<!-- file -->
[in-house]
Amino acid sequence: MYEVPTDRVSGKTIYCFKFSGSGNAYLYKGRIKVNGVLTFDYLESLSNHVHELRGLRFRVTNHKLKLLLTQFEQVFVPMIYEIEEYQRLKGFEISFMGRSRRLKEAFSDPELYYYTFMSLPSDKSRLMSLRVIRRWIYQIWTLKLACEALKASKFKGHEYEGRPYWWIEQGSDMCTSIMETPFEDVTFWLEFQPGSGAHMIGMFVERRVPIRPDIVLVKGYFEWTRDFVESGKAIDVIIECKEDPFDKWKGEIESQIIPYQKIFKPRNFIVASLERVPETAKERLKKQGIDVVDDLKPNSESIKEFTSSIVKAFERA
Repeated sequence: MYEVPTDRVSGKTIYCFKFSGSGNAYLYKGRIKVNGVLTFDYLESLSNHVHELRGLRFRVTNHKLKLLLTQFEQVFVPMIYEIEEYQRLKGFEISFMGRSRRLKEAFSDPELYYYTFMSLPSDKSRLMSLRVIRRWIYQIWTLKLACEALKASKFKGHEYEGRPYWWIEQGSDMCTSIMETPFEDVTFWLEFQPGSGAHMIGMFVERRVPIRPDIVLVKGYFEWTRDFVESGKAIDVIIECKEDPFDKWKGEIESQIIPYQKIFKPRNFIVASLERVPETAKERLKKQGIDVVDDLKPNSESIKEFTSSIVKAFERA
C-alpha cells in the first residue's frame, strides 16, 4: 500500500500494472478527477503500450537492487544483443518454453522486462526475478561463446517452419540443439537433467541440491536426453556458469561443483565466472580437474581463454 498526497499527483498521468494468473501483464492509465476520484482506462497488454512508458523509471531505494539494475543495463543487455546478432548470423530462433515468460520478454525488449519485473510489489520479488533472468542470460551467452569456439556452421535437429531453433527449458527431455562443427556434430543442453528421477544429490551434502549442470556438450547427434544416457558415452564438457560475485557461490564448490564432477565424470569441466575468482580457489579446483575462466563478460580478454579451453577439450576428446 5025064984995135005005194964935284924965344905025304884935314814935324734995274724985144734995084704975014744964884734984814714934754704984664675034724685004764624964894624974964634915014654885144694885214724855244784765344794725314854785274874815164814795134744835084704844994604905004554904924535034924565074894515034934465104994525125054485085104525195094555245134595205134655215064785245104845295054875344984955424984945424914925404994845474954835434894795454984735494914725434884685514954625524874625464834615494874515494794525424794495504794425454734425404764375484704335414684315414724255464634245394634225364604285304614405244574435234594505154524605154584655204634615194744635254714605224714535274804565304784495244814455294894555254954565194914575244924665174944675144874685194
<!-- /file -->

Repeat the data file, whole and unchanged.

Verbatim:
[in-house]
Amino acid sequence: MYEVPTDRVSGKTIYCFKFSGSGNAYLYKGRIKVNGVLTFDYLESLSNHVHELRGLRFRVTNHKLKLLLTQFEQVFVPMIYEIEEYQRLKGFEISFMGRSRRLKEAFSDPELYYYTFMSLPSDKSRLMSLRVIRRWIYQIWTLKLACEALKASKFKGHEYEGRPYWWIEQGSDMCTSIMETPFEDVTFWLEFQPGSGAHMIGMFVERRVPIRPDIVLVKGYFEWTRDFVESGKAIDVIIECKEDPFDKWKGEIESQIIPYQKIFKPRNFIVASLERVPETAKERLKKQGIDVVDDLKPNSESIKEFTSSIVKAFERA
Repeated sequence: MYEVPTDRVSGKTIYCFKFSGSGNAYLYKGRIKVNGVLTFDYLESLSNHVHELRGLRFRVTNHKLKLLLTQFEQVFVPMIYEIEEYQRLKGFEISFMGRSRRLKEAFSDPELYYYTFMSLPSDKSRLMSLRVIRRWIYQIWTLKLACEALKASKFKGHEYEGRPYWWIEQGSDMCTSIMETPFEDVTFWLEFQPGSGAHMIGMFVERRVPIRPDIVLVKGYFEWTRDFVESGKAIDVIIECKEDPFDKWKGEIESQIIPYQKIFKPRNFIVASLERVPETAKERLKKQGIDVVDDLKPNSESIKEFTSSIVKAFERA
C-alpha cells in the first residue's frame, strides 16, 4: 500500500500494472478527477503500450537492487544483443518454453522486462526475478561463446517452419540443439537433467541440491536426453556458469561443483565466472580437474581463454 498526497499527483498521468494468473501483464492509465476520484482506462497488454512508458523509471531505494539494475543495463543487455546478432548470423530462433515468460520478454525488449519485473510489489520479488533472468542470460551467452569456439556452421535437429531453433527449458527431455562443427556434430543442453528421477544429490551434502549442470556438450547427434544416457558415452564438457560475485557461490564448490564432477565424470569441466575468482580457489579446483575462466563478460580478454579451453577439450576428446 5025064984995135005005194964935284924965344905025304884935314814935324734995274724985144734995084704975014744964884734984814714934754704984664675034724685004764624964894624974964634915014654885144694885214724855244784765344794725314854785274874815164814795134744835084704844994604905004554904924535034924565074894515034934465104994525125054485085104525195094555245134595205134655215064785245104845295054875344984955424984945424914925404994845474954835434894795454984735494914725434884685514954625524874625464834615494874515494794525424794495504794425454734425404764375484704335414684315414724255464634245394634225364604285304614405244574435234594505154524605154584655204634615194744635254714605224714535274804565304784495244814455294894555254954565194914575244924665174944675144874685194